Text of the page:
Three major drawbacks associated with legacy smart pump technology
Smart IV pumps were created to help eliminate medication errors. And while some errors have been reduced, others have been introduced by smart pump technology, including programming errors, drug library errors, and ancillary equipment errors.1 Not only that, but complicated programming and oversensitive alarms associated with these pumps have just added to the burden of already overworked nurses. The Institute for Safe Medication Practices (ISMP) recently revised and expanded its Smart Infusion Pump Guidelines to address some of those issues, and Fresenius Kabi answered with the Ivenix Infusion System.2
Major faults of legacy smart pumps, ISMP guidance, and Ivenix innovations
Fault: Clinicians are able to bypass the dose error reduction systems (DERS). If a smart pump issues a hard stop for a heparin dose that falls outside the limits, but the dose is still clinically appropriate for the patient, the practitioner will likely need to revert to a risk-prone process of manually programming the infusion without engaging DERS.3
ISMP guidance: Organizations should establish a DERS compliance rate of 95% or greater and monitor compliance to maximize intended safety benefits.2
Ivenix innovation: The Ivenix pump defaults directly to DERS and provides visual feedback during programming on the color touchscreen. In a comparison between the BD/Alaris and the Ivenix Infusion System during actual clinical use in a large tertiary care hospital, Ivenix demonstrated 99.8% compliance with DERS.*4
Fault: A particularly significant risk is the potential for incorrect head height differential between the primary and secondary infusions. Most infusion pumps currently on the market require users to manually lower the primary medication or fluid bag/bottle below the secondary container. When the differential between the primary container and the higher secondary container is not sufficient, the secondary will not infuse as intended, a medication error that often remains unnoticed until much later, resulting in medication delays or completely missed doses.5
ISMP guidance: Use an automated secondary IV infusion management system that is not dependent on head height differential and can ensure secondary flow.
Ivenix innovation: As of 2022, Ivenix is the first and only pump that works based on pneumatic pressure that measures and adjusts flow regardless of bag height changes, patient movement, fluid viscosity, etc. It is designed to be inherently safe and deliver infusions accurately, completely, and consistently under all clinical conditions. It goes where the patient goes while maintaining the clinician-set flow rate.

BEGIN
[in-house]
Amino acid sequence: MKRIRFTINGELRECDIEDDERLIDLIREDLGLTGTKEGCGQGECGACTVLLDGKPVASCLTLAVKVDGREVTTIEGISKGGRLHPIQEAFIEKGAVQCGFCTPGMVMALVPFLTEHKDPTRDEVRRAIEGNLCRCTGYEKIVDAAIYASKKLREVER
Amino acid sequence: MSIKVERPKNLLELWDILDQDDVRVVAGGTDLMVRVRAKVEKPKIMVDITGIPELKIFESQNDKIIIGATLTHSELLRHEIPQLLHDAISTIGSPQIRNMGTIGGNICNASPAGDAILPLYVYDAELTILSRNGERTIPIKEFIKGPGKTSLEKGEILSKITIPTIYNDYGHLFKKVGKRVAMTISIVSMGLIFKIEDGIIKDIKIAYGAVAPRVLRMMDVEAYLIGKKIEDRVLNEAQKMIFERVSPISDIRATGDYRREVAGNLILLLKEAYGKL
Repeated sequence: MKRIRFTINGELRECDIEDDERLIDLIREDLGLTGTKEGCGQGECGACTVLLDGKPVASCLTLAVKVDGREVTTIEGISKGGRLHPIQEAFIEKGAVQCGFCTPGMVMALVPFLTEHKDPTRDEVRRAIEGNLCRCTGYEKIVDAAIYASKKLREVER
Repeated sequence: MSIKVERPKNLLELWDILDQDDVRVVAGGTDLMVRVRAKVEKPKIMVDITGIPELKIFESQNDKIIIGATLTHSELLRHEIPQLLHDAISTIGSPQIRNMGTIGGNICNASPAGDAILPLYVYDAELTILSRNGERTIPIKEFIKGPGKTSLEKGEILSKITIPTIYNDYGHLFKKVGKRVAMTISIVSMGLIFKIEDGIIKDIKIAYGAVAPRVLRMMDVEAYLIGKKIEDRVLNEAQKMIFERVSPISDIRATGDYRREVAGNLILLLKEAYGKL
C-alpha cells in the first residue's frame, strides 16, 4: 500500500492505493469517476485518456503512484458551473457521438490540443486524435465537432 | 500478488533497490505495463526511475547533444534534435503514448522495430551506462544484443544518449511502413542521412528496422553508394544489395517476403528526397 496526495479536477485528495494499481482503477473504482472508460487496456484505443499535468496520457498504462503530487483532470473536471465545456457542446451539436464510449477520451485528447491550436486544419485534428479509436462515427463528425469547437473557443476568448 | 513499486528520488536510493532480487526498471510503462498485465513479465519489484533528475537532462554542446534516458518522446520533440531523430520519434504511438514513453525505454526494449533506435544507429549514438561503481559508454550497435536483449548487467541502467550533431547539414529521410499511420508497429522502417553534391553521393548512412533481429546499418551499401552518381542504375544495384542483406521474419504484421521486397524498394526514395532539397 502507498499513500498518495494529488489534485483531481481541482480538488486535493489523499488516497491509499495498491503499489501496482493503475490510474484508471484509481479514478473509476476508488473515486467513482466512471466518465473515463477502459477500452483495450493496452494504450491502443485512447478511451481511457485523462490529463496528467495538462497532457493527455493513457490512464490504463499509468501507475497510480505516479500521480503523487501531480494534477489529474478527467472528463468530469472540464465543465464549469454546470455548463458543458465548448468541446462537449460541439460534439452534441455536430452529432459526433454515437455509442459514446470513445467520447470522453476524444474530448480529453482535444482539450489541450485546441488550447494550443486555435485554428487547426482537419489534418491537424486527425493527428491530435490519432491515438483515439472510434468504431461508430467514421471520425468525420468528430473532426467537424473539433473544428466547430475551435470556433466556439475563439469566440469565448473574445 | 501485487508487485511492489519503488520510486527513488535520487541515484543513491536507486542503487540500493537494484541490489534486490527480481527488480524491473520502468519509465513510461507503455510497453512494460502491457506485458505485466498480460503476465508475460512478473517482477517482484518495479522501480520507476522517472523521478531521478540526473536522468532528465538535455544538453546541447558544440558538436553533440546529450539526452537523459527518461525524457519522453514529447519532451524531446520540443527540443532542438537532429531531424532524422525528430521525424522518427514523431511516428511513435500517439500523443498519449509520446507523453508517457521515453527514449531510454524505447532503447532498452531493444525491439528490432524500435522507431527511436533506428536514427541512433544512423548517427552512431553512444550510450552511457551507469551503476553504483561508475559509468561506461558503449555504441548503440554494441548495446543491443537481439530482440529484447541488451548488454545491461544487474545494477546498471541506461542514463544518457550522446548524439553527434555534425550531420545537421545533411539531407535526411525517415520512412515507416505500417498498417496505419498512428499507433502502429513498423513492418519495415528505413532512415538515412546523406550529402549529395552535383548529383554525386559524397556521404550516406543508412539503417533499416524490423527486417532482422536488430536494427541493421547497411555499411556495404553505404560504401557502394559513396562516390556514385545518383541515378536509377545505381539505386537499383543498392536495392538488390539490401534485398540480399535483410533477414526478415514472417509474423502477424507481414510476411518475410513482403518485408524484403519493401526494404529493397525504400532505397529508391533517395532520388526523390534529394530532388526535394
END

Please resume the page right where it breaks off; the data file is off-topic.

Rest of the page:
Fault: Bolus dosing errors due to variability in bolus dose infusion preparation and the complexity associated with bolus dose infusion programming in the pump.
ISMP guidance: Only use a smart infusion pump that allows programming of the bolus dose infusion (or loading dose infusion) and continuous infusion with separate hard limits for each and then automatically switches to the continuous infusion rate once the bolus dose or loading dose infusion has been delivered.
Ivenix innovation: The Ivenix Infusion System supports (DERS) limits with soft, firm, and hard limits for various infusion types, including continuous and bolus. Plus, there are no switch over “beeps” (e.g., when the bolus transitions to continuous infusion), minimizing alarm fatigue.
DERS workarounds, bag positioning requirements, and bolus dosing errors are just some of the faults inherent in legacy smart pumps. Just as the ISMP initiated in-depth analyses into smart pump-related errors, so did Fresenius Kabi. Whereas ISMP’s intent was to publish guidelines to prevent errors, Fresenius Kabi’s was to create a more intelligent smart pump—the Ivenix Infusion System.
*Not a direct comparison; convenience sample of 43 infusions; compliance was 41/43 (95.3%), which was significantly lower versus the pneumatic IVSP (P < 0.0001).
1. Kirkendall E, Timmons K, Huth H, Walsh K, Melton K. Human-based errors involving smart infusion pumps; a catalog of error types and prevention strategies. Drug Saf. 2020;43(11):1073–1087. 2. Institute for Safe Medication Practices (ISMP). Safety considerations for challenges when using smart infusion pumps. ISMP Medication Safety Alert! Acute Care. 2022;27(21):1-5. 3. Institute for Safe Medication Practices (ISMP). ISMP Guidelines for Optimizing Safe Implementation and Use of Smart Infusion Pumps. ISMP; 2020. https://www.ismp.org/node/972 4. Penoyer D, Giuliano K, Middleton A. Comparison of safety and usability between peristaltic and pneumatic large-volume intravenous smart pumps during actual clinical use. BMJ Innov. 2022;8:78–86. 5. Giuliano KK, Blake JWC, Bittner NP, Gamez V, Butterfield R. Intravenous smart pumps at the point of care: a descriptive, observational study. J Patient Saf. 2022;18:553–558.